Individual differences in social distancing and mask-wearing in the pandemic of COVID-19: The role of need for cognition, self-control and risk attitude
COVID-19, Mask-wearing, Need for cognition, Political ideology, Risk attitude, Self-control, Social distancing
Personality and Individual Differences
In the United States, while the number of COVID-19 cases continue to increase, the practice of social distancing and mask-wearing have been controversial and even politicized. The present study examined the role of psychological traits in social distancing compliance and mask-wearing behavior and attitude. A sample of 233 U.S. adult residents were recruited from Amazon Mechanical Turk. Participants completed scales of social distancing compliance, mask-wearing behavior and attitude, need for cognition, self-control, risk attitude, and political ideology. Epidemiological information (seven-day positive rate and the number of cases per 100,000) was obtained based on the state participants resided in. As a result, epidemiological information did not correlate with social distancing compliance mask-wearing. Political ideology, on the other hand, was a significant factor, with a more liberal tendency being associated with greater engagement in social distancing compliance and mask-wearing behavior an attitude. Importantly, those who were more risk averse, or had a higher level of self-control or need for cognition practiced more social distancing and mask-wearing, after controlling for demographics, epidemiological information, and political ideology. Furthermore, for mask-wearing behavior, political ideology interacted with both need for cognition and self-control. Collectively, the study revealed the psychological roots of individual differences in social distancing and mask-wearing compliance.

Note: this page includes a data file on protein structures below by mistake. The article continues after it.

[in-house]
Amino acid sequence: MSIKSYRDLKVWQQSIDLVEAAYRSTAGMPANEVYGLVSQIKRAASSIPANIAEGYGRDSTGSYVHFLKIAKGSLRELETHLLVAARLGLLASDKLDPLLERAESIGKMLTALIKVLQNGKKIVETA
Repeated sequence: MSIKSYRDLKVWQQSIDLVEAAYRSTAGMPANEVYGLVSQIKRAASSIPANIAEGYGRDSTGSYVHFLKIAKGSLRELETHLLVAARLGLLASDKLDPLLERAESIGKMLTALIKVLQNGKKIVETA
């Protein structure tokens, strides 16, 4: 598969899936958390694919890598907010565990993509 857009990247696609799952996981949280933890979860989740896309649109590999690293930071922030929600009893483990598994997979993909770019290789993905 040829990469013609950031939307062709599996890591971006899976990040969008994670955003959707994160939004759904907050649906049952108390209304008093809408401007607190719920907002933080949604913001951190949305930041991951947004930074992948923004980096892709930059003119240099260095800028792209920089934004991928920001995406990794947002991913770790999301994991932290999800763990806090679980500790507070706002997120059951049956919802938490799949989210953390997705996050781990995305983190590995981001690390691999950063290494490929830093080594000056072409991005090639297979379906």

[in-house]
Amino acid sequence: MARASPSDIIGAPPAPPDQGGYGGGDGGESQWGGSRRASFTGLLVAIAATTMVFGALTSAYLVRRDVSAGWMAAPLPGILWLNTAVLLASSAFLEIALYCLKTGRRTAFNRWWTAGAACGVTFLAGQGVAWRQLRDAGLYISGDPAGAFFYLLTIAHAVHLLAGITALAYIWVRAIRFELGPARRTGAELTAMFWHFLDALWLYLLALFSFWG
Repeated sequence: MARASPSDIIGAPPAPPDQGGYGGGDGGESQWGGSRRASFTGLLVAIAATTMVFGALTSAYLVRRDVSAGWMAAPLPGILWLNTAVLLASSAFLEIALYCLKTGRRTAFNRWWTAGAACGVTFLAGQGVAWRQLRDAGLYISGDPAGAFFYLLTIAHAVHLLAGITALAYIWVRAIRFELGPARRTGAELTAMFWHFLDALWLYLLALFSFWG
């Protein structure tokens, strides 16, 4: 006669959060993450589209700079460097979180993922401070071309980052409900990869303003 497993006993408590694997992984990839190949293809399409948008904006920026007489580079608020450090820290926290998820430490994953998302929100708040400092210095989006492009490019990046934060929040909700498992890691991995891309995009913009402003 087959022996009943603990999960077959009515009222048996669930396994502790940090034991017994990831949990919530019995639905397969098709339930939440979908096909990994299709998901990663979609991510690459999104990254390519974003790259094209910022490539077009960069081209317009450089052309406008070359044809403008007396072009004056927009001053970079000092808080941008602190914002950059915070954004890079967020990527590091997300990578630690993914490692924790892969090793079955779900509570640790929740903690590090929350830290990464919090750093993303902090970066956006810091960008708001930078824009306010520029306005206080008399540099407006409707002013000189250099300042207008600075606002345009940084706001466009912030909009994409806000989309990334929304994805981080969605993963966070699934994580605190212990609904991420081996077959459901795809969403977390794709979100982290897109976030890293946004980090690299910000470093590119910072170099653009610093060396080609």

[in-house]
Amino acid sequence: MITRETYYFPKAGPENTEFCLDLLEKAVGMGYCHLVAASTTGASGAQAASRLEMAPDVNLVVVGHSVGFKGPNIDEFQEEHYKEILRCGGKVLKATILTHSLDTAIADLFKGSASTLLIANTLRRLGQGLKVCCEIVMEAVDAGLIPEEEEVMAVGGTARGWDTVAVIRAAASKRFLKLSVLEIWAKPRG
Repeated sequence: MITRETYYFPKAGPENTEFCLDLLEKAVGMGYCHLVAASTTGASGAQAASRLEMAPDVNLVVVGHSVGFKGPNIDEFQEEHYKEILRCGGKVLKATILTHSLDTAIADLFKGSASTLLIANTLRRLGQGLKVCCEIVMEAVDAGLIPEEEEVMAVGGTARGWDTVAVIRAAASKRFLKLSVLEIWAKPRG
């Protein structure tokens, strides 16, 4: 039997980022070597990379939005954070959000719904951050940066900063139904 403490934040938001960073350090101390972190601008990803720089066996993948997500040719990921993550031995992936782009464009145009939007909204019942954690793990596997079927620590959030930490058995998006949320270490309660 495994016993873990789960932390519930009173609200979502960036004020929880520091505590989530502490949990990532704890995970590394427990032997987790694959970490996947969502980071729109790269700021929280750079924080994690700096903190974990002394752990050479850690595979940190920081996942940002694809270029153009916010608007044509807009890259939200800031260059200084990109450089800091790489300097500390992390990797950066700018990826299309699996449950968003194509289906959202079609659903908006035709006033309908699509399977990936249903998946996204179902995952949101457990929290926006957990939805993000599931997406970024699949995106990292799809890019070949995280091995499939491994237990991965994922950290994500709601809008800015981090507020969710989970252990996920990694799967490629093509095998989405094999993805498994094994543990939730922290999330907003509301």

Department of Psychology
Original Publication Date
DOI of published version
UNI ScholarWorks, Rod Library, University of Northern Iowa
Xu, Ping and Cheng, Jiuqing, "Individual differences in social distancing and mask-wearing in the pandemic of COVID-19: The role of need for cognition, self-control and risk attitude" (2021). Faculty Publications. 66.